beauty

I Tried Making My Own Hair Gel For Less Than $2 And It Was Totally Worth The Gooey Mess

by Kim Wong-Shing

Hair gel is a must-have in my beauty routine, as it’s one of the few things that will tame my thick, dense, curly hair. The problem is, though, it’s difficult to find a product that’s not just effective but also wallet- and Earth-friendly.

This hair gel, though. Oh man.

I discovered the tutorial for this DIY hair gel on YouTube, the source for many natural hair tips and tricks, about two months ago. Whitney White, the woman behind the recipe, is a veritable natural-hair guru, and she’s been making this specific hair gel for eight years. Eight years.

There are a ton of things to love about this hair gel, the main being that — unlike store-bought hair gels — it’s made of whole, natural ingredients. That means it’s good for your hair and easy to make. The only downside to it is that it’s perishable, so it has to be kept in a fridge. The end results are totally worth it, though: When Whitney uses this hair gel, her hair looks amazing — super defined and healthy.

I recently decided to try making the hair gel for myself under the assumption that if it’s good enough for Whitney to use exclusively, then it has to be worth the effort. I was a little nervous going into it, as I don’t know whether I — a lazy cook and not a crafty person — could re-create Whitney’s technique.

I’ll be honest with you: In the middle of my first attempt at DIY-ing this hair gel, it exploded and flung goo all over my kitchen counter and floor. It was a mess. The second time around, I managed to keep it from exploding, but it took forever. The third time, I (finally) got it just right.

Allow me to save you such troubles and show you how to make this easy, cheap hair gel right the first time.

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Before making this hair gel, I needed to shop for ingredients. List in hand, I went to the grocery store to buy whole flaxseed, and… wait, that’s it?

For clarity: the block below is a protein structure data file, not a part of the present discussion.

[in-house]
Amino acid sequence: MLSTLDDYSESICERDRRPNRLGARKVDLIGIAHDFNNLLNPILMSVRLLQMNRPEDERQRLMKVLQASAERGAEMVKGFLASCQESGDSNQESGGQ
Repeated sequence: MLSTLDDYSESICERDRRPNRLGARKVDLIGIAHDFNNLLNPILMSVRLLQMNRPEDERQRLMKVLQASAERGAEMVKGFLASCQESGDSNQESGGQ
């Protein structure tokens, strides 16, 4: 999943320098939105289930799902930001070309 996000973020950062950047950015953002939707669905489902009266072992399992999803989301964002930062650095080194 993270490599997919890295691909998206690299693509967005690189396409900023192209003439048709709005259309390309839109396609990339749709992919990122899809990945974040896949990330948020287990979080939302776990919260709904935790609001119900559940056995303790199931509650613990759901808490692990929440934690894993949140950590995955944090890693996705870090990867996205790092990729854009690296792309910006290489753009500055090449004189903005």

That’s it. All you need to make this hair gel is flaxseed.

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Flaxseed makes a great hair gel for a couple of reasons. When boiled, it produces a thick, moisturizing gel that defines and hydrates hair. Flaxseed is also anti-inflammatory and full of nutrients, including omega-3 fatty acids. It’s as great for your hair and skin as it is for your body, and it’s suitable for all hair types.

Here’s the thing, though: You have to get the right type of flaxseed for this hair gel hack to work. You need whole flaxseed, not the ground version. Ground flaxseed, or flaxseed meal, is useless for our purposes.

You can find whole flaxseeds at the grocery store in the bulk section, health/supplement aisle, or spice section. (FYI: When I asked a clerk at my local grocery store to point me in the right direction, he had no idea what I was talking about and led me to the ground flaxseed meal. Nevertheless, I stubbornly persisted until I found these little packets of whole flaxseed.)

Each packet cost me $2.99. I used about one-third of the packet to make a batch of the hair gel, bringing my total so far to $1

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(If you’d like, you can even rinse and re-use your flaxseed over and over, making this hair gel even cheaper.)

You can also add aloe vera gel, jojoba oil, or other ingredients to your flaxseed hair gel, but as a lazy cook, I’m really committed to the whole one-ingredient thing.

The Supplies

Now that I had my flaxseeds, I needed to somehow get a gooey gel out of those babies. To do so, I gathered some supplies: a small pot, a “strainer” (more on that in a sec), measuring cups, and some sort of plastic container.

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You can use either pantyhose or cheesecloth as a strainer for this DIY. This is where I went wrong on my first attempt, by the way: I had a “What are things?” moment at the grocery store (don’t laugh) and bought coffee filters instead of cheesecloth. Those didn’t work, so I ended up improvising with various materials around the house, trying to strain the flaxseed out of the gel I’d made. Long story short, gel exploded through the material and all over my counter and floor.